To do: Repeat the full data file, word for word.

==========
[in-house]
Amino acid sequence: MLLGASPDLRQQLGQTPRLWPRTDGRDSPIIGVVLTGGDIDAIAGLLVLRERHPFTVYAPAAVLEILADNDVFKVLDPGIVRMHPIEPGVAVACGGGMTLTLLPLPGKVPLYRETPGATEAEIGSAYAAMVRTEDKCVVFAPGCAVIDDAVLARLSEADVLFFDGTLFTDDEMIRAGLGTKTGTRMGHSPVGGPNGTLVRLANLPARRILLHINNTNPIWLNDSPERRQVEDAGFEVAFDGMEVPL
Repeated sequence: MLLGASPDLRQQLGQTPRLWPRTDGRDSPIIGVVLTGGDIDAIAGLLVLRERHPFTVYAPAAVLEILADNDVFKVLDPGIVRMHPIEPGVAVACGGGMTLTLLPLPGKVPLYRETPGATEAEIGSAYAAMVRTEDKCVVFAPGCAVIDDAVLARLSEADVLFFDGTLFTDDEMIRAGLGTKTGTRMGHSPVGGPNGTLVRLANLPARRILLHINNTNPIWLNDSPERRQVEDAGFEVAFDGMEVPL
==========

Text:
[in-house]
Amino acid sequence: MLLGASPDLRQQLGQTPRLWPRTDGRDSPIIGVVLTGGDIDAIAGLLVLRERHPFTVYAPAAVLEILADNDVFKVLDPGIVRMHPIEPGVAVACGGGMTLTLLPLPGKVPLYRETPGATEAEIGSAYAAMVRTEDKCVVFAPGCAVIDDAVLARLSEADVLFFDGTLFTDDEMIRAGLGTKTGTRMGHSPVGGPNGTLVRLANLPARRILLHINNTNPIWLNDSPERRQVEDAGFEVAFDGMEVPL
Repeated sequence: MLLGASPDLRQQLGQTPRLWPRTDGRDSPIIGVVLTGGDIDAIAGLLVLRERHPFTVYAPAAVLEILADNDVFKVLDPGIVRMHPIEPGVAVACGGGMTLTLLPLPGKVPLYRETPGATEAEIGSAYAAMVRTEDKCVVFAPGCAVIDDAVLARLSEADVLFFDGTLFTDDEMIRAGLGTKTGTRMGHSPVGGPNGTLVRLANLPARRILLHINNTNPIWLNDSPERRQVEDAGFEVAFDGMEVPL